Before you downsize, ask yourself these questions to figure out what you will do with your old property and ensure you have the money to purchase a new one.
Is Now a Good Time to Put Your House on the Market?
When you’re looking to unload your old home, the most obvious answer is to sell it. You can take the money you make and put it toward your new house.
Before you list your house, however, get a sense of what it’s worth. Look specifically at homes in your neighborhood that are a similar size.
If you do decide to go ahead and sell your home, put in the time and effort to make it as marketable as possible. For example, you should hire a professional photographer to take photos. Studies show that pictures make a huge difference in selling real estate, and can help a house sell faster and at a higher price.
Would You Prefer the Steady Income That Comes with Renting It Out?
If you find that the real estate market in your area isn’t great, hold off on selling. Property prices are projected to increase, so you may be able to close a better deal in a few years. Instead, consider renting out your property. This allows you to collect a monthly income, which you can use to put toward the mortgage payments on your new property.
If you want to maximize your rental income, keep the furnishings in the home: Furnished spaces command a higher monthly rent. Given that your new house will be smaller, you likely won’t be able to fit all your current furniture inside it. So, make sure you secure a reliable tenant who will pay on time with a thorough vetting process. This should include in-person interviews and a request for pay stubs to prove their income.
Could a Family Member Step In and Take Care of the Property for You?
Perhaps the real estate market is bad or you don’t want to deal with the hassle of tenants. In this case, consider asking a trusted family member if they want to take over the property.
You can have them live there rent-free or charge them rent, depending on your financial needs. With this arrangement, you can entrust them to take care of day-to-day maintenance and rest easy knowing you can visit the old home whenever you want.
Since you probably won’t charge your loved ones the full rent that you would a stranger, this arrangement will not be the most lucrative financially. You thus have to make sure that you will still have the funds needed to afford the down payment on your new home.
Take the time to calculate how large a down payment you need; about 20 percent of the property’s sale price is usually suggested. Then make sure that the monthly payments won't exceed 25 percent of your monthly income. Set your house shopping budget accordingly and stick to it.
Downsizing is a big decision, one that requires careful consideration, especially when it comes to financial planning.
Take the time to go through the above questions thoroughly and be realistic about your money needs. You don’t want to join the ranks of stressed-out Americans who are worried about insufficient retirement funds. Follow the above guidelines and you will be able to come up with a solution that best suits your needs.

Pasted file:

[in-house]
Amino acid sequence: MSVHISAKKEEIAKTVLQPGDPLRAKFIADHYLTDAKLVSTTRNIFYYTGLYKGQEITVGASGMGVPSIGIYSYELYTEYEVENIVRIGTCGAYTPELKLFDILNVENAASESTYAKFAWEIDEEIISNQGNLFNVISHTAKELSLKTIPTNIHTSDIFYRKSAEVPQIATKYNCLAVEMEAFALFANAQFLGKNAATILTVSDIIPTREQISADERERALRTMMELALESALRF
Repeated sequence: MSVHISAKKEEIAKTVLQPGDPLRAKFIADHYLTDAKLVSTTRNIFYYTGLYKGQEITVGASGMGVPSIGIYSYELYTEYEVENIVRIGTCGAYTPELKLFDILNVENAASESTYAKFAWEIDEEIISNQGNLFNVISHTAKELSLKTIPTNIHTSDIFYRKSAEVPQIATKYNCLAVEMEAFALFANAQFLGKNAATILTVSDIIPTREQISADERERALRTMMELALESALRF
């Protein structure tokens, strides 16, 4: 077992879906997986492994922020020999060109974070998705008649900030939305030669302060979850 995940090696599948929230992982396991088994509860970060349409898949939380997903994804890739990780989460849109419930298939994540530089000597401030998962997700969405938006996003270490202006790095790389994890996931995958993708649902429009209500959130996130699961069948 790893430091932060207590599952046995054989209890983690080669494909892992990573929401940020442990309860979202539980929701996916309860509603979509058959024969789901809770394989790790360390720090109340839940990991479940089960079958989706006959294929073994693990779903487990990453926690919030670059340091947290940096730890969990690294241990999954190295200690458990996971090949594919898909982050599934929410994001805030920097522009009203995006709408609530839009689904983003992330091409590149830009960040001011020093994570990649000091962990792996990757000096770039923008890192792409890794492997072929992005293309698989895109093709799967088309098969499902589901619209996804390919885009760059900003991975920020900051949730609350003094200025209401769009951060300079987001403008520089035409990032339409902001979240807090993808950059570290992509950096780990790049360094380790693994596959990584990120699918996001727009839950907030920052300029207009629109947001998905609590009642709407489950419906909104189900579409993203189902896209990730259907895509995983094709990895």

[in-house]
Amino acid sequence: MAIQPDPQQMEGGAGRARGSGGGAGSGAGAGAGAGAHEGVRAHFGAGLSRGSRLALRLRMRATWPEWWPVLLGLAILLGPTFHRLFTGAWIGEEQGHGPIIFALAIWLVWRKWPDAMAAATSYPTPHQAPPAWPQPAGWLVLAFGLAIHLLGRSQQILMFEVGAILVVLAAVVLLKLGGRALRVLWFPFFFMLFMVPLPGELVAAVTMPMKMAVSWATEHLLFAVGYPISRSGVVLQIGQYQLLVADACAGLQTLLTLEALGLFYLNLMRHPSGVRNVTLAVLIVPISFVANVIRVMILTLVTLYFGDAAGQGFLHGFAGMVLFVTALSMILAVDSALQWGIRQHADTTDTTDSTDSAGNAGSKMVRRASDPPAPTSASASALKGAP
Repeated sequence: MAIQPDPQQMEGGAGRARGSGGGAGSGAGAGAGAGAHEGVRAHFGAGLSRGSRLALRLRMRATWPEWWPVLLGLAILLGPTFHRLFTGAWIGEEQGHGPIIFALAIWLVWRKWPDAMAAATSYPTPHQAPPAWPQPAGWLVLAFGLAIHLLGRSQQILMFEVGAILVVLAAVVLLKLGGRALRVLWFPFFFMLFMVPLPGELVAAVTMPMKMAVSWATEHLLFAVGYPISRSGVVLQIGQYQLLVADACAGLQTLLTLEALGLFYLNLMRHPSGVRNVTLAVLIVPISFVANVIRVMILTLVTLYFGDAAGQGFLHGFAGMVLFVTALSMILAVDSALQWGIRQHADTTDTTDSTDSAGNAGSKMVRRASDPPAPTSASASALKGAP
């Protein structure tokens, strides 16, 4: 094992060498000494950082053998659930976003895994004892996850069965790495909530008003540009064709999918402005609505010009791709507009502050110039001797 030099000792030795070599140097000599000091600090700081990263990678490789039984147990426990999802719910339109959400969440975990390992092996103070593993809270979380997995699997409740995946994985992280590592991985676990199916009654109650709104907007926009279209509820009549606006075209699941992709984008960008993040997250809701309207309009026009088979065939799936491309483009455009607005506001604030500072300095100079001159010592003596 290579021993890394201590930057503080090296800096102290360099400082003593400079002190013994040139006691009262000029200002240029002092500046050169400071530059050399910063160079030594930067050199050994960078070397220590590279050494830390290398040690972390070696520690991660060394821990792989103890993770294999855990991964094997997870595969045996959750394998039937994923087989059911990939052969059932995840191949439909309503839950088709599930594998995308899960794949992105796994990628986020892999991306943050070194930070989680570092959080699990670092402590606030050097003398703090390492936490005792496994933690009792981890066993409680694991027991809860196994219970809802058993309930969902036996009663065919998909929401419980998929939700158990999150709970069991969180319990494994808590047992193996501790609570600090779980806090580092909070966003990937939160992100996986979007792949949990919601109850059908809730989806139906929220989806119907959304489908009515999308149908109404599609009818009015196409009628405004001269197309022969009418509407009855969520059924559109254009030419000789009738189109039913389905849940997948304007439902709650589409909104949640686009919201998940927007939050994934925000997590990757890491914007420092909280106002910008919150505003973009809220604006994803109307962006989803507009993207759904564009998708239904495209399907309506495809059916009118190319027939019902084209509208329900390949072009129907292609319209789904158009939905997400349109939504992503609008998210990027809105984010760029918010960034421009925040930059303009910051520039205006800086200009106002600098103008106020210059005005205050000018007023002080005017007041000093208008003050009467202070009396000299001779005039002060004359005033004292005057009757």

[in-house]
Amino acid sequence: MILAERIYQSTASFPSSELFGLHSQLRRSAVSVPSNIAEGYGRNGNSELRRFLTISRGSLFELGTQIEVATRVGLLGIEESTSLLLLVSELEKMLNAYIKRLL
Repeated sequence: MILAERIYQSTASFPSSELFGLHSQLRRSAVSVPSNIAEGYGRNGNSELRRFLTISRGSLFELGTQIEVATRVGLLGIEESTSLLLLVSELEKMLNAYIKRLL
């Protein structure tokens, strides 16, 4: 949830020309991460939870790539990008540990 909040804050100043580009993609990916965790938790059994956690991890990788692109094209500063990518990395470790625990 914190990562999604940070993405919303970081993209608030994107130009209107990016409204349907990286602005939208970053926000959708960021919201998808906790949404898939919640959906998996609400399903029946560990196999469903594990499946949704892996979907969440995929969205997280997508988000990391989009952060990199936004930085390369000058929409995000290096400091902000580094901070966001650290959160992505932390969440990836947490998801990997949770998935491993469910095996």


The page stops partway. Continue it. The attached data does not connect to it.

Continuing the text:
Article author: Jim Vogel of Elderaction.org
For additional information, click on the link above for Elder Action.
Photo Credit: Pexels
If so, it is VERY important to choose a safe, vibrant place that adapts well with your lifestyle.
More Americans are staying active into their older years. Want to know why? A growing number of seniors are more alert and health conscious to realize that an active lifestyle can prolong their lives. Many seniors are more active and enjoy recreational opportunities near their home. There should be easy access to all enjoyable activities. Check how far each one is from your new home. Taking part in social activities can provide open opportunities for new friendships. At Peach Tree there is Bingo, Bunco, daily activities, card games, table games and MORE!
Still need a little research?
Before making a financial commitment to a living facility, make sure you consider all the aspects there are before finalizing your decision.
This is a must! As we do, seniors get company too. So having a lot of parking space is good. At Peach Tree, our guest parking is right in front and also our residents get assigned parking.
Each community should have a safety plan in place. Peach Tree practices fire drills, have railings in hallways and emergency pull cords in all restrooms. Pull bars are in the showers and by the toilet as well.
Many communities are recognizing the health benefits that come along with having pets. Peach Tree Retirement Center is Pet Friendly! If they enjoy walks, we are on 4 acres of pure animal fun!
This is extremely helpful to seniors who are no longer able to drive. Personal shopping, appointments or just because, Peach Tree provides transportation for your convenience!
The most important thing is you feel confident in the community you choose that fit your needs and lifestyle. You will feel welcomed and warm as you enter our home.
How do you know when you’ve found the right retirement community to call your forever home? There are many factors to look at and important guidelines that will clearly help you make the right decision. Finding a suitable independent, assisted living or memory care facility is incredibly important to you and your loved ones. The decision should not be taken lightly or without some research and planning. Here are a few things to keep in mind when looking for the right senior living solution.
There are many questions to ask yourself and a community when looking for the right retirement, assisted living or memory care facility. Remember that no question is a bad one. Take a tour and get to know the people and location. Ask questions, research the community online, read reviews and call with any questions before making your final choice.
Works cited: Ridgewood Senior Living October 27, 2016